Sunday, September 06, 2009

Outdoor survival skills help city youth build self-confidence for school

SCHOOL HAS BEGUN and these youth from the Lincoln Park School Branch of the Boys and Girls Club have traded in their hiking backpacks for school backpacks. The skills they learned while hiking and camping this summer gave them more awareness of the environment and helped develop their self-confidence for everyday life. (Photo by Tim Canies)

By Tim Canies
September is back-to-school time. Some schools students will be writing about their summer vacations. For 11 youth from the Lincoln Park School branch of the Boys & Girls Clubs the subject matter of that assignment would be easy. They went backpacking for the first time. They participated in a new program named Kids vs. Wild, an outdoor leadership and environmental awareness program for kids ages 9 through 11. Club members gained confidence in the outdoors and in life by learning basic outdoor skills.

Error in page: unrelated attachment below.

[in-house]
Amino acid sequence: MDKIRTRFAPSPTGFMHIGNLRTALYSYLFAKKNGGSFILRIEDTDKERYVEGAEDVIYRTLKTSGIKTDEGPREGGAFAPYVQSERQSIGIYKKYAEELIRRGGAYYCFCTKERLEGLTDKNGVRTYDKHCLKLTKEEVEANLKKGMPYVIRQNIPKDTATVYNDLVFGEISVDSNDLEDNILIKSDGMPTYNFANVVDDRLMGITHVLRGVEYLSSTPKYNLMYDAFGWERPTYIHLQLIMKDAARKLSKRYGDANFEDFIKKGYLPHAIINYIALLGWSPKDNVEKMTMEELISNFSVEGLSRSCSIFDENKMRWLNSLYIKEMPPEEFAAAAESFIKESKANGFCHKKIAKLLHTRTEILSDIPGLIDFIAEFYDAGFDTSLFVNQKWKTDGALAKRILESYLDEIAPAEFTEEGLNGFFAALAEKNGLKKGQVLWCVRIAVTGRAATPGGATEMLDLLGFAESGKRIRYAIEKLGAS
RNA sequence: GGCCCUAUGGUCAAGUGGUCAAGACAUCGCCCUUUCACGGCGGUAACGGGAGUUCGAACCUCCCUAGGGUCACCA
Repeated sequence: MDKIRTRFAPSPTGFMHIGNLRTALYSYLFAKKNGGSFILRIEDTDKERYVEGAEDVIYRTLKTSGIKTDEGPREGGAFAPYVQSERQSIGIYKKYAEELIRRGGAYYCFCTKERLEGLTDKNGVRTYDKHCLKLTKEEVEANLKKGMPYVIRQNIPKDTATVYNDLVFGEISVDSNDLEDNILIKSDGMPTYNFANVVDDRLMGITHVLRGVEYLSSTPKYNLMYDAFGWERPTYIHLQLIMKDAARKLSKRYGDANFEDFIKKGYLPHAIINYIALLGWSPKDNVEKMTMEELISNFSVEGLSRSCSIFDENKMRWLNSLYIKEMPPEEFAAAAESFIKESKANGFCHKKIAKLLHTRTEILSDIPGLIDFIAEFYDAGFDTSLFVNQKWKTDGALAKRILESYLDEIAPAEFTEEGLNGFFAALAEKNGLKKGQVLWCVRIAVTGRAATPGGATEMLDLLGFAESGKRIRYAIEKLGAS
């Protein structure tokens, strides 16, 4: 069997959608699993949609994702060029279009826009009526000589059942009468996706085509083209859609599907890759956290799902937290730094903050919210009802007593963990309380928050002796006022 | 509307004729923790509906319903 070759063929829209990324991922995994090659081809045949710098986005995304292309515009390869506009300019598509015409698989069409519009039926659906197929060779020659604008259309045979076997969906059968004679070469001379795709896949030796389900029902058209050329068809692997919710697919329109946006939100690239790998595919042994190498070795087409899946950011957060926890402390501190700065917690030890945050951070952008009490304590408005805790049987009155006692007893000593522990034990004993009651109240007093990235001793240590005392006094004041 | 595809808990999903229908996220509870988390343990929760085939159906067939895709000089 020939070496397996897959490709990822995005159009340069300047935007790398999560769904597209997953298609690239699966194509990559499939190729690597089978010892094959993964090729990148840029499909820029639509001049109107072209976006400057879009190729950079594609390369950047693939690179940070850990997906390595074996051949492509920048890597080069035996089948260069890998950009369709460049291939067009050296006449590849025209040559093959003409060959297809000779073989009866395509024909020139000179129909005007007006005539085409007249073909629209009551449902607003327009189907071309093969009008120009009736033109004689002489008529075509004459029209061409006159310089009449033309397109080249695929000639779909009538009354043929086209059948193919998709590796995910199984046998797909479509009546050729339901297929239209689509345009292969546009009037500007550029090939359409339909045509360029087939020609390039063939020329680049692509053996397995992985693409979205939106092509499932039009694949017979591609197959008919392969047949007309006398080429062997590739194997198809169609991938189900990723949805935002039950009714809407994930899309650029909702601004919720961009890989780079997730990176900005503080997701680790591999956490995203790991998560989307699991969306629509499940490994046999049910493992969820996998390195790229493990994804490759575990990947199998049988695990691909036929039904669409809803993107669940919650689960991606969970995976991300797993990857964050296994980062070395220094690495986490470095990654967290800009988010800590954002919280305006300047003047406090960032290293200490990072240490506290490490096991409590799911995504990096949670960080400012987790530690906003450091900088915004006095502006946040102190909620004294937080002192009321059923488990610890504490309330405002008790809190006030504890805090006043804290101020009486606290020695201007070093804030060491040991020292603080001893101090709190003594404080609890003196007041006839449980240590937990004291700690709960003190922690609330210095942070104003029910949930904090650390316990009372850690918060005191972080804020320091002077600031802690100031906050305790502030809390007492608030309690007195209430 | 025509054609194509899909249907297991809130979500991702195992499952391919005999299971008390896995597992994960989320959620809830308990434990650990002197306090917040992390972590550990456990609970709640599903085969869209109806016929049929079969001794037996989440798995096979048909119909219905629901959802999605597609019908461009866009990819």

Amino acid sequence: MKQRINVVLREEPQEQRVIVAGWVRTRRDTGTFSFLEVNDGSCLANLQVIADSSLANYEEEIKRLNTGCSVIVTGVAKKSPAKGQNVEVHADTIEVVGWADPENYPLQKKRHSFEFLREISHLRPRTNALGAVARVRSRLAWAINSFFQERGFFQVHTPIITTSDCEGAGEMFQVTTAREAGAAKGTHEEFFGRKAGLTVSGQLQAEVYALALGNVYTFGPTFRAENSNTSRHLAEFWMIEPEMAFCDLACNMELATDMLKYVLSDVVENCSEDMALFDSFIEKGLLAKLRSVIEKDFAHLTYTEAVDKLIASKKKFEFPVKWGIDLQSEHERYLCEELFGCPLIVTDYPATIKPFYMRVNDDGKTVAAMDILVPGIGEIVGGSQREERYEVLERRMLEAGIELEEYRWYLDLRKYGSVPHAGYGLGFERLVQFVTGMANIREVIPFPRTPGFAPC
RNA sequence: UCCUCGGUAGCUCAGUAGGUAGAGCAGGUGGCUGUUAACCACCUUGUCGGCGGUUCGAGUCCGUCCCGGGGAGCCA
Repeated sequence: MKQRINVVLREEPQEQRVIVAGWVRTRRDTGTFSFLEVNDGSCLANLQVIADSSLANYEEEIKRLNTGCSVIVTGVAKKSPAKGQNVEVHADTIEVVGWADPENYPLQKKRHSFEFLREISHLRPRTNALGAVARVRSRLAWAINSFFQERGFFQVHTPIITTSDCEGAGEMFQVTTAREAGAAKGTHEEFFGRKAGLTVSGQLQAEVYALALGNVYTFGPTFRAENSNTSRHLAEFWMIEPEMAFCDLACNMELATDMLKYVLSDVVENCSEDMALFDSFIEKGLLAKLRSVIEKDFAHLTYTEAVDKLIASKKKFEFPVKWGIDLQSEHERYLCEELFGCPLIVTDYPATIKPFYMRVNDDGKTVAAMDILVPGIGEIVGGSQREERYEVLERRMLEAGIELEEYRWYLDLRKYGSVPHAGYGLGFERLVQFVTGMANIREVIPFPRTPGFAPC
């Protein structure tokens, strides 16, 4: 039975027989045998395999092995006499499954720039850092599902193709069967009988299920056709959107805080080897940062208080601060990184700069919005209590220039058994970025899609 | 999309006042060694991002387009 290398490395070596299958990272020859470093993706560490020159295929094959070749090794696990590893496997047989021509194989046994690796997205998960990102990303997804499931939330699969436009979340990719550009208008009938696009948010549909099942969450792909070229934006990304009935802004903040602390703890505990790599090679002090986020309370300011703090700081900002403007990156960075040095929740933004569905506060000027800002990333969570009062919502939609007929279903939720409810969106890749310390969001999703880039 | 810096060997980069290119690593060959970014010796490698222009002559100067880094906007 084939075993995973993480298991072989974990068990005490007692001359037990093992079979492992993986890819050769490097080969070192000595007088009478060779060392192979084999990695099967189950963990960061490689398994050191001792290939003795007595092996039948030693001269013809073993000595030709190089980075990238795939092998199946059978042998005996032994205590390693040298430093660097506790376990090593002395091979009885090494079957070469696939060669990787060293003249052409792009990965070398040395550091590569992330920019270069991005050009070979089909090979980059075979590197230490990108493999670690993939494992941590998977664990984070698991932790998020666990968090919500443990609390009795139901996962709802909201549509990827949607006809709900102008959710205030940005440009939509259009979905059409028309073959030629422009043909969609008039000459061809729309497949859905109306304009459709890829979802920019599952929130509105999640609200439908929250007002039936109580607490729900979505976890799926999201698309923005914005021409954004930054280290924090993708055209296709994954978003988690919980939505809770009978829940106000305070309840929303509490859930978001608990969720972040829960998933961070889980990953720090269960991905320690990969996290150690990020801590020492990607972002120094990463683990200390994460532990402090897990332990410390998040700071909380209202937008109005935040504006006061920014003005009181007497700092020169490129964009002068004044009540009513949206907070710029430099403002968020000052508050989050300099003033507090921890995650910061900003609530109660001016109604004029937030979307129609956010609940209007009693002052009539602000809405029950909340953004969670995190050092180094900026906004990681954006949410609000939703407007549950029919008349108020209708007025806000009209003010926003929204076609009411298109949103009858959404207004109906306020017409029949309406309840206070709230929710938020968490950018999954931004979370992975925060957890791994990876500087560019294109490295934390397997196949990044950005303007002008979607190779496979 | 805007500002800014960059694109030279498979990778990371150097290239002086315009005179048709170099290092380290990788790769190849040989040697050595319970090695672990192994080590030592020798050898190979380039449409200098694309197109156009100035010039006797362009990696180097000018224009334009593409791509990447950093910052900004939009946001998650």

By learning to filter their own water, setting up and taking down their tents each day, building safe fires and navigating the trail, each club member learned to trust in his/her own abilities. By the end of the program each participant felt the pride that comes with learning a new skill, and gained self confidence that comes from having used that new skill to meet a challenge.
Each week starting in early June, the youth learned a different outdoor skill; water filtering, safe fire building, putting up tents, basic first aid, identifying local plants and animals and more. Learning these skills gave the youth confidence not only for backpacking and camping, but for life in general.

Staff members Robb Winterfeld, Mikaela Bercher and Tim Caines have a combined 48 years of backpacking experience and led the 11 youth on a three-day, two night adventure in the backcountry in early August.

The Northland Foundation provided funds for youth-sized backpacking equipment.
On August 5 the group embarked on their first outing. The backpacking campers covered over eight trail miles, starting at the Sonju Lake Road and finishing at the Finland Recreation Center.
Each night the group camped at a different remote lake. On two occasions freshly caught brook trout were on the menu.

The club participants had a great time, despite the difficult terrain they crossed each day. They worked hard each day, and enjoyed sitting around the campfire each evening before going to bed to the calls of noisy loons.